The town of Renata in 1965, since flooded by the Keenleyside Dam as a result of the Columbia River Treaty. Photo: Arrow Lakes Historical Society

The town of Renata in 1965, since flooded by the Keenleyside Dam as a result of the Columbia River Treaty. Photo: Arrow Lakes Historical Society

U.S. payment to Canada a focus at Columbia River Treaty negotiations

Next session is in Portland in October

The second session of Columbia Basin Treaty negotiations took place around a table in Nelson on Wednesday and Thursday — two days in what is sure to be a multi-year process.

Katrine Conroy, the provincial minister responsible for the treaty and the MLA for Kootenay West, thinks the Nelson location was significant.

“One of the things I know was discussed in the last couple of days,” she told the Nelson Star, “is the need for both sides to carefully consider the views of the people who live and work in the Columbia Basin on both sides, so it is important for them to travel through the basin and have an understanding.”

There are three parties at the table: the governments of Canada, the U.S. and B.C. With negotiators, their staff, hydro company representatives and lawyers, that amounts to about 25 people, Conroy said.

Despite the federal government’s decision that First Nations will not be at the table, she said, the province is continuing to consult them.

The agreement, reached in 1964, governed the mutual sharing of, and payments for, the trans-boundary Columbia River water for flood control in the United States and hydro power in both countries. But in 2018 there are many other issues, and re-negotiating the treaty will be a complex matter.

Conroy can’t talk about what was discussed in Nelson because those negotiation details are confidential, but she said the session dealt in general concepts and information and will get down to details in later sessions.

“They reviewed hydro power planning in both Canada and U.S. operations and they also talked about the ecosystems, and stressed how important it is that the ecosystems are part of the discussion, as they obviously were not in the 1960s when the treaty was signed.”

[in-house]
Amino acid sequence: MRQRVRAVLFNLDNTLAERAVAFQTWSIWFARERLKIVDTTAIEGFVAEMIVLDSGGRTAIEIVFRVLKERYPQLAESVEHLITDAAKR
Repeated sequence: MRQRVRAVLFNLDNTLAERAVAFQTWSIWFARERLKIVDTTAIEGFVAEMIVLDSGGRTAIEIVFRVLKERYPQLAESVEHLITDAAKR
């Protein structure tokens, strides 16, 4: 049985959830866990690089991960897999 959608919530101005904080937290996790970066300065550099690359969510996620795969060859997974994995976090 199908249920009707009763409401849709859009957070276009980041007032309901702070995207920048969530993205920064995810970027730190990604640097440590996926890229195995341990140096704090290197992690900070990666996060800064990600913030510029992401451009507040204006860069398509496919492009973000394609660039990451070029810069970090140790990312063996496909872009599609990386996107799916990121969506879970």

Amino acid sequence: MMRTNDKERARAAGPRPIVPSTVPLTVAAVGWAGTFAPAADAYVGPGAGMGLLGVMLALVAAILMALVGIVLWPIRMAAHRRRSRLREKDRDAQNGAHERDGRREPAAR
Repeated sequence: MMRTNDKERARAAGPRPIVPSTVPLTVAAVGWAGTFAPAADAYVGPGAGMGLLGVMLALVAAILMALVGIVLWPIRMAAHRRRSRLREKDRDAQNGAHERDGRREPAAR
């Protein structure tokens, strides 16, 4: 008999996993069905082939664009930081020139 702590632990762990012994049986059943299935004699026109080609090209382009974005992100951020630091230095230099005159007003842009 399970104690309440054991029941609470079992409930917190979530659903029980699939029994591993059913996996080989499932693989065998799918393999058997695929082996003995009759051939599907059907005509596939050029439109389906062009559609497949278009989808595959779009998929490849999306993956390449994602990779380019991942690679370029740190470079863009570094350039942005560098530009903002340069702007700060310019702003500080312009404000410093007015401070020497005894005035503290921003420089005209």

Much of the negotiation will be about the value of what is known as the Canadian Entitlement, which means that every year the U.S. pays Canada half of the value of power generated by flows from Canada, currently about $120 million worth of power annually.

That number is dropping, Conroy says, because the U.S. is using more of the water for flood control, agriculture, fisheries and transporting goods.

But the impacts of the treaty on B.C. tourism, agriculture and control of lake levels have not diminished in B.C.

READ MORE:Columbia River Treaty: What’s on the table?

“The negative impacts have continued. The levels of the Arrow Lakes, there is so much fluctuation that it is tough for tourism, tough in the summer when the lake level drops and it is nice to have a sandy beach but if you have an enormous dusty sand bar, that does not bode well for recreation and tourism. Nakusp has struggled with that for years.”

She said riparian zones are destroyed each year as the lake goes up and down, and there are issues of loss of wildlife, and of agriculture.

“We had, in the Upper Arrow Lakes, at Deer Park and Renata, places like that, the most vibrant agricultural areas in the province next to the Fraser Valley. That was all flooded.”

COLUMN: The Columbia River Treaty: Dialogue through difference begins

COLUMN: Americans learn about local Columbia River Treaty story

It’s important to Conroy that American politicians, power company officials and negotiators understand these things. So in July she hosted 50 of them for a bus trip around the West Kootenay where she set up opportunities for them to talk to local people affected by the dams.

Then she invited them all to dinner, with local people, at her farm in Pass Creek.

“It was good for them to come and see it all, and a number of them said, ‘Thank you, we needed to do that, it opened our eyes.’”



bill.metcalfe@nelsonstar.com

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